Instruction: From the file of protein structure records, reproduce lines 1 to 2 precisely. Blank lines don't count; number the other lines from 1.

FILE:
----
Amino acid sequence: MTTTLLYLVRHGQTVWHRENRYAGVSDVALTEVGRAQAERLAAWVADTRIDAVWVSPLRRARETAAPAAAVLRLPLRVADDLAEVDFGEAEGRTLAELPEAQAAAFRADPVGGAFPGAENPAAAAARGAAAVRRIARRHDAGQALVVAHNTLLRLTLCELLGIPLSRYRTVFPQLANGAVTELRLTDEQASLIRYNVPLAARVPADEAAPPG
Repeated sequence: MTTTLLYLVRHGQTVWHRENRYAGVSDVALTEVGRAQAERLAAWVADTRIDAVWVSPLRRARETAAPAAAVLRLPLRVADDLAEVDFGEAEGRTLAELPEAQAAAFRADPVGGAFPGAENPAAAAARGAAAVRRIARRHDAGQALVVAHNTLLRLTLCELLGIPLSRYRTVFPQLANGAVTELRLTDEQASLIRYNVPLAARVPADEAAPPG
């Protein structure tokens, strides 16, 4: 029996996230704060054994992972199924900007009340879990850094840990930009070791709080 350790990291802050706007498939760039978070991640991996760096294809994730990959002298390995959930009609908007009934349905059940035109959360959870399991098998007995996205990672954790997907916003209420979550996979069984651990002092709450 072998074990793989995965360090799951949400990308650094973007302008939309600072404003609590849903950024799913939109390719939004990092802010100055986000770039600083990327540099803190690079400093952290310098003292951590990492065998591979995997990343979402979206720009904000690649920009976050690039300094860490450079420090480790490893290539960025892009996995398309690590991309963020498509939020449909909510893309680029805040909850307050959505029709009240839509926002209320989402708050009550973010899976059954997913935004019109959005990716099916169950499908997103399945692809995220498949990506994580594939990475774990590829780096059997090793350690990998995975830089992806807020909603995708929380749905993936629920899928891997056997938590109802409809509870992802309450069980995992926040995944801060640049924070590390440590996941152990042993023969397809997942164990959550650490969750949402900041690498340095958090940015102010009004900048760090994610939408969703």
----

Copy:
Amino acid sequence: MTTTLLYLVRHGQTVWHRENRYAGVSDVALTEVGRAQAERLAAWVADTRIDAVWVSPLRRARETAAPAAAVLRLPLRVADDLAEVDFGEAEGRTLAELPEAQAAAFRADPVGGAFPGAENPAAAAARGAAAVRRIARRHDAGQALVVAHNTLLRLTLCELLGIPLSRYRTVFPQLANGAVTELRLTDEQASLIRYNVPLAARVPADEAAPPG
Repeated sequence: MTTTLLYLVRHGQTVWHRENRYAGVSDVALTEVGRAQAERLAAWVADTRIDAVWVSPLRRARETAAPAAAVLRLPLRVADDLAEVDFGEAEGRTLAELPEAQAAAFRADPVGGAFPGAENPAAAAARGAAAVRRIARRHDAGQALVVAHNTLLRLTLCELLGIPLSRYRTVFPQLANGAVTELRLTDEQASLIRYNVPLAARVPADEAAPPG